NASHVILLE, TN (WSMV) – Local non-profit groups are gearing up to give more help to survivors of the Nashville bombing.

Their goal, to bring in the new year with new hope.

On Friday at 1PM, the Community Resource Center will start offering hygiene kits as well as food boxes from the Second Harvest Food Bank during a “Nashville Strong” drive thru.

Thursday, volunteers at the CRC were assembling about 1,500 kits in preparation. Executive Director Tina Doniger said, “Primarily focused on the 41 businesses and their employees that need a little love right now.” Their efforts also include help for residents.

Doniger said, “This might alleviate a little bit of need for them, kind of fill a bit of a gap but the goal also is that they receive the information in order to get into case management.”

Since Christmas Day, CRC has been working to gather needed supplies. Doniger explained they’ve had an Amazon wish list going since that morning.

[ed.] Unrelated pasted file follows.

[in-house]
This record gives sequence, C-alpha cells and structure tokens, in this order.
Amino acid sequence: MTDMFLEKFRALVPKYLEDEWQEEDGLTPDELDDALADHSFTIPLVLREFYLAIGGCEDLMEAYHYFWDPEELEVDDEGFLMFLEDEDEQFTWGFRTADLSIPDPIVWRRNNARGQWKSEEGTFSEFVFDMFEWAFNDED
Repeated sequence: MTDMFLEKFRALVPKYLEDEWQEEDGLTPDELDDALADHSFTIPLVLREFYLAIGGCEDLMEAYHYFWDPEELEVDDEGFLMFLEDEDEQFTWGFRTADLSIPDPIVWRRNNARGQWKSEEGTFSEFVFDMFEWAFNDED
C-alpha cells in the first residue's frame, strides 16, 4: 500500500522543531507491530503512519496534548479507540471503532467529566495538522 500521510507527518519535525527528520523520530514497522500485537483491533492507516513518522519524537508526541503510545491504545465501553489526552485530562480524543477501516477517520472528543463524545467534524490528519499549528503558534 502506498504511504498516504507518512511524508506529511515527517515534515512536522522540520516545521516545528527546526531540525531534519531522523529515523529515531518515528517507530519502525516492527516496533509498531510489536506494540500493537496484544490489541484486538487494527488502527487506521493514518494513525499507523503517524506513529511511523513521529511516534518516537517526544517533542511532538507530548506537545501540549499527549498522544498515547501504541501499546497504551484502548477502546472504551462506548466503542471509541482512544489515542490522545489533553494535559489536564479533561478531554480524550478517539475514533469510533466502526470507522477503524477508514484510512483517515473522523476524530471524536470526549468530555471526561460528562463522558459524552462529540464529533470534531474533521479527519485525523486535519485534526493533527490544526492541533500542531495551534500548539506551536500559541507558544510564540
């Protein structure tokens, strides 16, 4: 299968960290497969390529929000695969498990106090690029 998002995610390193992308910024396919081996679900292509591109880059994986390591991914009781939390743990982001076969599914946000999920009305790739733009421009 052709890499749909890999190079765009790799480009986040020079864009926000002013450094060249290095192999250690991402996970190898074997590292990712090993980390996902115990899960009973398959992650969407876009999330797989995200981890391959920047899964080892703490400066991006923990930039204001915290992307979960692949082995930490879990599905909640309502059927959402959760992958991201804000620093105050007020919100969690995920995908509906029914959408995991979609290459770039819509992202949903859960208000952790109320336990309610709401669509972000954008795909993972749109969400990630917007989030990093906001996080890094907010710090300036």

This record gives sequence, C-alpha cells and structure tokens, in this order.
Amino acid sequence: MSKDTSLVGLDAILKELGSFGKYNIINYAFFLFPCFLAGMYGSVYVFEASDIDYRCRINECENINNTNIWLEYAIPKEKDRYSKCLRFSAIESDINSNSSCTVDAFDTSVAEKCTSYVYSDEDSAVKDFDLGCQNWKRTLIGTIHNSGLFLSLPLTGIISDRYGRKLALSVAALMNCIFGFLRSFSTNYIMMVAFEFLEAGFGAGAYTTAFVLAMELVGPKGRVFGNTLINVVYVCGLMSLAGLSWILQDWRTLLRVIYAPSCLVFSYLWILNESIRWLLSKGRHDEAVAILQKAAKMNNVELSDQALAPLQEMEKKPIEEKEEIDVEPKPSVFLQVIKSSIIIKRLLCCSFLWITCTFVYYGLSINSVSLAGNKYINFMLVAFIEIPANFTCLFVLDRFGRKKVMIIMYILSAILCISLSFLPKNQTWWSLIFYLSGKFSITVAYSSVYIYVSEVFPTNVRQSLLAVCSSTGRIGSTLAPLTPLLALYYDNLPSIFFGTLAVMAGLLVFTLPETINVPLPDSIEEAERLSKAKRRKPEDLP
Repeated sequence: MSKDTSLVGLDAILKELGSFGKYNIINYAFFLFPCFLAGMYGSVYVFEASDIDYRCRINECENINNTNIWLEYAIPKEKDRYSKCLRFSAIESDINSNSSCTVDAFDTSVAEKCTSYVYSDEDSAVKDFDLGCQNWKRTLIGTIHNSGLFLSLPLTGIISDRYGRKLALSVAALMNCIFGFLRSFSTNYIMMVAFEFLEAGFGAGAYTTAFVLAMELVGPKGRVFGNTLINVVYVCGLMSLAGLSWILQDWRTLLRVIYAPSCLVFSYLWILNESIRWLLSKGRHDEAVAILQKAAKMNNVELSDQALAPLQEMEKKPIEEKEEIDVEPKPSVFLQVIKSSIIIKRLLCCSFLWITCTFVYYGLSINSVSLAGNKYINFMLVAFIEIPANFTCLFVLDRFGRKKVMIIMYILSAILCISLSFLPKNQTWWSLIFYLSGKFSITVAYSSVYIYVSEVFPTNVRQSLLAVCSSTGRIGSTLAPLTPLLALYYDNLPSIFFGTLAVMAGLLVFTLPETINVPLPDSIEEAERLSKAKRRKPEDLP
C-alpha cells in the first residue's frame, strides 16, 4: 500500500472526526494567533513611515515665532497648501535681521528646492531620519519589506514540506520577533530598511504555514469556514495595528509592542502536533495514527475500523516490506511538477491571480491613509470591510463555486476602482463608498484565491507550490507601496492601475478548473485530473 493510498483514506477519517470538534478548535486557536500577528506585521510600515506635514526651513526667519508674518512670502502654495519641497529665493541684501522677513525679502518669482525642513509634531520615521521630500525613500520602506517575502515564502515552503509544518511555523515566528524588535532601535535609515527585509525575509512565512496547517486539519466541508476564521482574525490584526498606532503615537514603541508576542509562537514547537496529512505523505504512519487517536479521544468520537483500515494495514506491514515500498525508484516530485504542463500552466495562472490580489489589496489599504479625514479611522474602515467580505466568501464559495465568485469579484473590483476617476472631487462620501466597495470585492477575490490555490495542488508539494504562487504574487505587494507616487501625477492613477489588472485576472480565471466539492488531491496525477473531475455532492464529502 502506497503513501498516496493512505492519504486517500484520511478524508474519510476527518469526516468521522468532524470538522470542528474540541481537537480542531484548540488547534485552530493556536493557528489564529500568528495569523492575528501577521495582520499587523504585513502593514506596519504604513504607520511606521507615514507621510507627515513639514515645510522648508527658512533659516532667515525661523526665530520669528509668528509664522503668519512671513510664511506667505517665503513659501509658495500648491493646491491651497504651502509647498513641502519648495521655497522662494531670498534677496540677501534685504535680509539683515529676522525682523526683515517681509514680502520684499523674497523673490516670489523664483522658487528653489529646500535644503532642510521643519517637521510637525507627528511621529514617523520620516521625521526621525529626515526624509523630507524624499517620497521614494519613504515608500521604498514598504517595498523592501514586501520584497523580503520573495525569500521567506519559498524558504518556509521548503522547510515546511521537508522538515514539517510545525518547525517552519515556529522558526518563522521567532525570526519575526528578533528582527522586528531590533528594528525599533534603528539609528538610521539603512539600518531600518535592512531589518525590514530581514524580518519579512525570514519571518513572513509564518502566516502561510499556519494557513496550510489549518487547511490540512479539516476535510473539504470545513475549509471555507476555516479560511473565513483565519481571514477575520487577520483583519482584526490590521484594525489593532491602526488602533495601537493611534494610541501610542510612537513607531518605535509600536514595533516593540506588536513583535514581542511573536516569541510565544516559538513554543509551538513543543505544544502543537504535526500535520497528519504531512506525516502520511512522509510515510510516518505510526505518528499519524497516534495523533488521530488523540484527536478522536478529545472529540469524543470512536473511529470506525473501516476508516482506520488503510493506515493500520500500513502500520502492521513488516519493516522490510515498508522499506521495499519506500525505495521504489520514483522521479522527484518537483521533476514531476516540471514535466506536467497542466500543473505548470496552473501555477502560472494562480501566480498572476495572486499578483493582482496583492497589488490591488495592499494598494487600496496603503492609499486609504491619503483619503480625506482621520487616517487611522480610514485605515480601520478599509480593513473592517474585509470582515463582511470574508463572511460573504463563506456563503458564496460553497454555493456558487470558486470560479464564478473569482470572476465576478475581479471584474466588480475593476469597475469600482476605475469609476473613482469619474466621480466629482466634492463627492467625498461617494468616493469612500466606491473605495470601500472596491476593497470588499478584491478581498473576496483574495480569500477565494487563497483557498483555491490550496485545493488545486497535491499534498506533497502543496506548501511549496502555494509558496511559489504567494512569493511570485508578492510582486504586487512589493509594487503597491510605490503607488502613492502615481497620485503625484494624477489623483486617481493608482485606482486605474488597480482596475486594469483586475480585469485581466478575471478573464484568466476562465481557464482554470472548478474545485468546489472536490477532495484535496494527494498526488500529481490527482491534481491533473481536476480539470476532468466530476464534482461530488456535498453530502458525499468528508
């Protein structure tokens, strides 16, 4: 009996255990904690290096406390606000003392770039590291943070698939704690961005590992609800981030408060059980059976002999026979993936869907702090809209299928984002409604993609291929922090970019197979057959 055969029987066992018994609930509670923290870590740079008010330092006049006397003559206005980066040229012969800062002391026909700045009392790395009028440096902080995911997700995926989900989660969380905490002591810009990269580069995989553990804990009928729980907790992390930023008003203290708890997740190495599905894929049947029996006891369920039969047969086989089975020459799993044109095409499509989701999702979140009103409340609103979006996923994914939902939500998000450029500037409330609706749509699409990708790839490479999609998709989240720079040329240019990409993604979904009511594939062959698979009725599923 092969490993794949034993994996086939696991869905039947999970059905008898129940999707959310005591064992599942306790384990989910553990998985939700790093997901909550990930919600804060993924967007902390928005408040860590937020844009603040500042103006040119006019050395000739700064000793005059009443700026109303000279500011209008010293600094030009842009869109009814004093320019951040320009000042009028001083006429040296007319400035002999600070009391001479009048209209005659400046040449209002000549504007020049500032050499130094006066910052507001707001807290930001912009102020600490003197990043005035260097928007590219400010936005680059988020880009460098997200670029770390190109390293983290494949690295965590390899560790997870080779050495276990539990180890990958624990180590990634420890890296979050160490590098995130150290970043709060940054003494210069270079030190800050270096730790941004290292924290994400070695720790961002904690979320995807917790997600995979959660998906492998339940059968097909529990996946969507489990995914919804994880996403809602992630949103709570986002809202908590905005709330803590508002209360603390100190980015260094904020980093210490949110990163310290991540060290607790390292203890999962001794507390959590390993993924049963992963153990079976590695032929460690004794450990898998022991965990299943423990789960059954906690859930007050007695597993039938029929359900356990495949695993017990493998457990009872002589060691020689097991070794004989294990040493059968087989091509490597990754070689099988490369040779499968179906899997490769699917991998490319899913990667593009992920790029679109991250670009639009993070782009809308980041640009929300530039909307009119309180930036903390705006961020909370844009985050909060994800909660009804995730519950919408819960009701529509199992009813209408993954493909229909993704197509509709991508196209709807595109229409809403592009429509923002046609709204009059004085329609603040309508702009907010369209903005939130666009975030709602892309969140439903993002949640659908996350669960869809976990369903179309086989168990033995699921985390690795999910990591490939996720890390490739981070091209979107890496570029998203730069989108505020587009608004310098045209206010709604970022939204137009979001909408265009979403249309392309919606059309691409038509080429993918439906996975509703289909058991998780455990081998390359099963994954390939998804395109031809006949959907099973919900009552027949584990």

“Everything on that wishlist has been bought as of Tuesday morning and we replenished it, so now, because we’re really focused on our neighbors and what their needs are. So now it’s full of shampoo, conditioner, body wash, soap, razors, things like that. That will go to these individuals that have been impacted.”

Other supplies they’ve collected are trash cans, trash bags, shovels, rakes, and brooms. “We have a lot of broken glass out there,” said Doniger. She even says they’ve needed extra sawhorses, gas cans, and saws, to help residents get safely into their area to see it and secure it.

“This is what we do everyday so everyday we work with about 350 non-profits through 9 counties,” she said.

Help will also soon come in the form of financial or counseling support.

Catholic Charities, Diocese of Nashville Executive Director Judy Orr said local non-profits were already in talks about meeting in January to create a structure among one another and be ready for the next disaster after the year we’ve had, but this accelerated those conversations.

One little known resource they were able to tap into is the VOCA (“Victims of Crime Act”) funding they’re eligible for, to work with families who have been through traumatic situations.